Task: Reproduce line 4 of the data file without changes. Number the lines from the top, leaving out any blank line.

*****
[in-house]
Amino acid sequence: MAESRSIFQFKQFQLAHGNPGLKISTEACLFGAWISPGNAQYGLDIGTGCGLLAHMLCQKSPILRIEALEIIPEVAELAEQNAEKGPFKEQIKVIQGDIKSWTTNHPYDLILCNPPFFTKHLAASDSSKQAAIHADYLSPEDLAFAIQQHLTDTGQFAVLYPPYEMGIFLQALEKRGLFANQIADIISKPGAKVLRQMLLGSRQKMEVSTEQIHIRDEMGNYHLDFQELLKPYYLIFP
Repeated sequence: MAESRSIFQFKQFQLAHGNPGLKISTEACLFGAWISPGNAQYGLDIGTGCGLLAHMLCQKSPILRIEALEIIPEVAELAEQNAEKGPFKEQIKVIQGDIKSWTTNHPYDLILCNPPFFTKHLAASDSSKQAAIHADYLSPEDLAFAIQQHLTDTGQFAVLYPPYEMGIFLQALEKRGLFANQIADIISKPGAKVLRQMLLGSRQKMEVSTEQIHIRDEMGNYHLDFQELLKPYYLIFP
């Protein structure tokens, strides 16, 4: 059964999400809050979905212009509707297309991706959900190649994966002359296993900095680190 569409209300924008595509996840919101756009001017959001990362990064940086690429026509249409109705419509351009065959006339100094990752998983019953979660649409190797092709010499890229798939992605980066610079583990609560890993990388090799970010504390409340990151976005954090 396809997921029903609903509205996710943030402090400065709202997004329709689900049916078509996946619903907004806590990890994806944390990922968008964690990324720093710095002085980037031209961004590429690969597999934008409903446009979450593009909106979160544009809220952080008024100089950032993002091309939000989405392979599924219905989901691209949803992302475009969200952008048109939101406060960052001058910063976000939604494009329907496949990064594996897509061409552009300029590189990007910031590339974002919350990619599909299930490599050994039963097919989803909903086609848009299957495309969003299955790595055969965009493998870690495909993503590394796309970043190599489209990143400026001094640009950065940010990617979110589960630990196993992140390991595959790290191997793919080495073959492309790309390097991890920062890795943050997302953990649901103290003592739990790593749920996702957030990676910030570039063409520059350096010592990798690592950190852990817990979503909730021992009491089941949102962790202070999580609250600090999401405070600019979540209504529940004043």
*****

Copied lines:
């Protein structure tokens, strides 16, 4: 059964999400809050979905212009509707297309991706959900190649994966002359296993900095680190 569409209300924008595509996840919101756009001017959001990362990064940086690429026509249409109705419509351009065959006339100094990752998983019953979660649409190797092709010499890229798939992605980066610079583990609560890993990388090799970010504390409340990151976005954090 396809997921029903609903509205996710943030402090400065709202997004329709689900049916078509996946619903907004806590990890994806944390990922968008964690990324720093710095002085980037031209961004590429690969597999934008409903446009979450593009909106979160544009809220952080008024100089950032993002091309939000989405392979599924219905989901691209949803992302475009969200952008048109939101406060960052001058910063976000939604494009329907496949990064594996897509061409552009300029590189990007910031590339974002919350990619599909299930490599050994039963097919989803909903086609848009299957495309969003299955790595055969965009493998870690495909993503590394796309970043190599489209990143400026001094640009950065940010990617979110589960630990196993992140390991595959790290191997793919080495073959492309790309390097991890920062890795943050997302953990649901103290003592739990790593749920996702957030990676910030570039063409520059350096010592990798690592950190852990817990979503909730021992009491089941949102962790202070999580609250600090999401405070600019979540209504529940004043």